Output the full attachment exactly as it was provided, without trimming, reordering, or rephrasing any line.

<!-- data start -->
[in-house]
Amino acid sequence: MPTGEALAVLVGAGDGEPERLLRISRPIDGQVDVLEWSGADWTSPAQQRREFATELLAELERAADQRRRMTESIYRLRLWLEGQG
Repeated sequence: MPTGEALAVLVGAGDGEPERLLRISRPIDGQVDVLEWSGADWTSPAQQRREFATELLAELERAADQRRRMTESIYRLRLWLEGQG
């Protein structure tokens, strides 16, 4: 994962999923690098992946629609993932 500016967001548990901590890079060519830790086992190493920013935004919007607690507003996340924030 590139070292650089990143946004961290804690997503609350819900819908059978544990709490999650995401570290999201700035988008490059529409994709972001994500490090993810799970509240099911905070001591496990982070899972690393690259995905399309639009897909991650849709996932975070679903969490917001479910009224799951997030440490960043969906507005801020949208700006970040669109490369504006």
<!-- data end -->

[in-house]
Amino acid sequence: MPTGEALAVLVGAGDGEPERLLRISRPIDGQVDVLEWSGADWTSPAQQRREFATELLAELERAADQRRRMTESIYRLRLWLEGQG
Repeated sequence: MPTGEALAVLVGAGDGEPERLLRISRPIDGQVDVLEWSGADWTSPAQQRREFATELLAELERAADQRRRMTESIYRLRLWLEGQG
């Protein structure tokens, strides 16, 4: 994962999923690098992946629609993932 500016967001548990901590890079060519830790086992190493920013935004919007607690507003996340924030 590139070292650089990143946004961290804690997503609350819900819908059978544990709490999650995401570290999201700035988008490059529409994709972001994500490090993810799970509240099911905070001591496990982070899972690393690259995905399309639009897909991650849709996932975070679903969490917001479910009224799951997030440490960043969906507005801020949208700006970040669109490369504006």